Dakotah Sausage Stuffer & Jerky Maker For Sausage, Beef & Venison


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Homemade Sausage, Curing Meat & Jerky Recipes
In Italy, salami is classified according to how it’s cured and the region it comes from. Famous for its lightly fermented flavor, salami, Genoa closely associated with the northern city of Genoa, is an uncooked, medium-textured sausage made with mostly pork and lightly flavored with garlic, white pepper, white peppercorns and  sometimes red wine. The following recipe/formula is an American version of Salami, Genoa.

Salami Genoa

5 lbs pork butt (2.27 kg)
1/2 lb pork back fat (227 g)
2 tsp F-RM-52 Culture (6.25 g)*
3 1/4 tbsp pickling salt (63.4 g)
1 1/4 tsp Prague Powder #2 (7.0 g)
1/2 tsp cardamom (1.4 g)
1 tsp garlic powder (3.1 g)
1 1/2 tsp coriander, ground (2.55 g)
1 1/2 tsp white pepper (4.1 g)
1 tbsp white peppercorns (22.2 g)
1 1/2 tbsp powdered dextrose (13 g)
90mm beef bung or 3 1/2”  diameter protein-lined fibrous casings

1. Chill pork/fat to 31°F (-0.55°C), grind one time through a 3/16” (5mm) plate.
2. Prepare slurry by mixing 2 tsp F-RM-52 culture with enough chlorine-free water to equal 0.5% of 
    the batch weight, stir well and set aside.
3. Combine ground pork/fat with remaining ingredients; mix well until it’s sticky and batter like, add
    culture slurry and mix additional 2-3 minutes.
4. Stuff  meat batter into beef bung or protein-lined fibrous casings cut and tied to a length that will
    hang comfortably in  your dry curing area.
5. Ferment at 75-80°F (24-27°C) @ 85-88% relative humidity (RH) for 48 hours.
6. Dry age at 54-58°F (12-14°C) @ 80-85% relative humidity for 5-6 weeks or until the salami has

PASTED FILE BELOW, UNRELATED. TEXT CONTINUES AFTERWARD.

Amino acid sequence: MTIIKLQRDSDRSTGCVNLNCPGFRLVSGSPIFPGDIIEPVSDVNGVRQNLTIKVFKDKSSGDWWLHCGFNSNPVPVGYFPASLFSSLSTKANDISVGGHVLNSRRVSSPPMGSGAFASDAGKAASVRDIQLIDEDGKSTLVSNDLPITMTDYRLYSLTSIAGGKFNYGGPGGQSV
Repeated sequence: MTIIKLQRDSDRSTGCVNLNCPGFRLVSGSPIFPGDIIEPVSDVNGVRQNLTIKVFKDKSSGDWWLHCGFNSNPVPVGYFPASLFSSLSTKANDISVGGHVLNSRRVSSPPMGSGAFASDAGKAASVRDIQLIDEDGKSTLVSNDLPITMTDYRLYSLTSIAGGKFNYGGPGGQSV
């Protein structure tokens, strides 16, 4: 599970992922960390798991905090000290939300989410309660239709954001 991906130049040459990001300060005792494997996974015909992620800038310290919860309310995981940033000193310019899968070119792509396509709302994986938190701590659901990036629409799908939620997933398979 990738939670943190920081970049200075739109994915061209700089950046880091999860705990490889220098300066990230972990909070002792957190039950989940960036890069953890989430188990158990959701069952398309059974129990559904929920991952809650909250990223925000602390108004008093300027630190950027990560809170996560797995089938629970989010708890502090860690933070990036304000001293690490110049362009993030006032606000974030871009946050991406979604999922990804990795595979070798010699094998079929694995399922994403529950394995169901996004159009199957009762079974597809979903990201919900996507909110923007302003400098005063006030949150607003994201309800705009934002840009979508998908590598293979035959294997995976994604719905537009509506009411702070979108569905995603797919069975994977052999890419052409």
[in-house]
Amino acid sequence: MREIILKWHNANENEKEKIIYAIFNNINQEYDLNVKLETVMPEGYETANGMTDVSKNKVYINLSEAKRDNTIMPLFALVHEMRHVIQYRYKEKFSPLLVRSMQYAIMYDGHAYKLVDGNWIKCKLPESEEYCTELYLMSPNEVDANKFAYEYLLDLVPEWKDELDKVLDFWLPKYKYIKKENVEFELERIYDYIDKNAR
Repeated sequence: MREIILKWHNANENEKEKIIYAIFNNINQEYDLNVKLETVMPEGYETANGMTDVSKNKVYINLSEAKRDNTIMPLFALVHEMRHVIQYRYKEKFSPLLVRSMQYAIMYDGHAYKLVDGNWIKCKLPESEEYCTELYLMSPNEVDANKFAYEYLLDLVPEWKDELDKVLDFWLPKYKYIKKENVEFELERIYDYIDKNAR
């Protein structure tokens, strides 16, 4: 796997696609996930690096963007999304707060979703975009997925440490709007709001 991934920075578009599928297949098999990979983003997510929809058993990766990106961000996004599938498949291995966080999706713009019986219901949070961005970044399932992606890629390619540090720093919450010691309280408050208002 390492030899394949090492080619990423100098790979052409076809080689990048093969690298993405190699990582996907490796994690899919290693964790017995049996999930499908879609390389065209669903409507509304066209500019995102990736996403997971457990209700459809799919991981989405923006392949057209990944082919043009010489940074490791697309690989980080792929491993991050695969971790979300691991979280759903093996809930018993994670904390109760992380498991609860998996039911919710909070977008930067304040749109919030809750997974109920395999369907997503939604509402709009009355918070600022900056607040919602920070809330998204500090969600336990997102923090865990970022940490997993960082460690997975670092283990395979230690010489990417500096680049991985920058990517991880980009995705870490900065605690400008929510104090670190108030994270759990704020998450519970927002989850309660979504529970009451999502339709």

lost 25-35% of its green weight.
7. Salami Genoa has a shelf life of 75 days at 50-59°F (10-15°C) @ 68-70% RH if the original casing is
    left intact. Or vacuum pack and freeze up to 6 months.
    *The manufacturer of Bactoferm F-RM-52 meat starter culture recommends that you use one
    quarter of the 25-gram packet for small batches under 50 lbs. This breaks down to about 2 tsp (6.25
    grams) per batch (see manufacturer's complete instructions which are included with each culture

     Tying several loops of butcher twine in loops around the diameter (or girth) of the salami helps to
     support the product during the lengthy drying cycle.

    A smoker can be used to incubate (ferment) dry and semi-dry sausages. Simply hang product in
    smoker, close damper and regulate the heat and relative humidity, according to the formulation
    instructions––no smoke.
You will find recipes for these and many more sausage, meat curing and jerky making at home in our cookbooks
  • Old-Fashioned Sausage Roll Recipe
  • Breakfast Sausage Recipes
  • Ground Jerky Recipes
  • Beer Sausage Recipe
  • Pork Hot Dog Recipe
  • Lamb Breakfast Sausage Recipe
  • Hamburger Jerky Recipes
  • Honey Roll Recipe
  • Apple Chicken Breakfast Sausage Recipe
  • Hot Breakfast Sausage Recipe
  • Teriyaki Jerky Recipe
  • Chicken Italian Sausage Recipe
  • All-Beef Breakfast Sausage Recipe
  • Brown And Serve Breakfast Sausage Recipe
  • Sweet Italian Sausage Recipe
  • Cowboy Jerky
  • Smokehouse Jerky Recipe 
  • Charcuterie Recipe
  • Capicola Recipe
  • Hot Water Bath For Sausages Recipe
  • Jerky Drying Methods
  • Meat Curing Methods
  • Vegetarian Sausage Recipe
  • Natural Collagen Casings For Sausages
  • Corned Beef Recipe
  • Charcuterie Recipes
  • Andouille Recipes
  • Kielbasa Sausage Recipe
  • Maple Breakfast Sausage Recipe
  • Ground Jerky
  • Genoa Salami Recipe
  • Curing A Ham
  • How To Smoke/Cook A Ham
  • And So Many, Many More!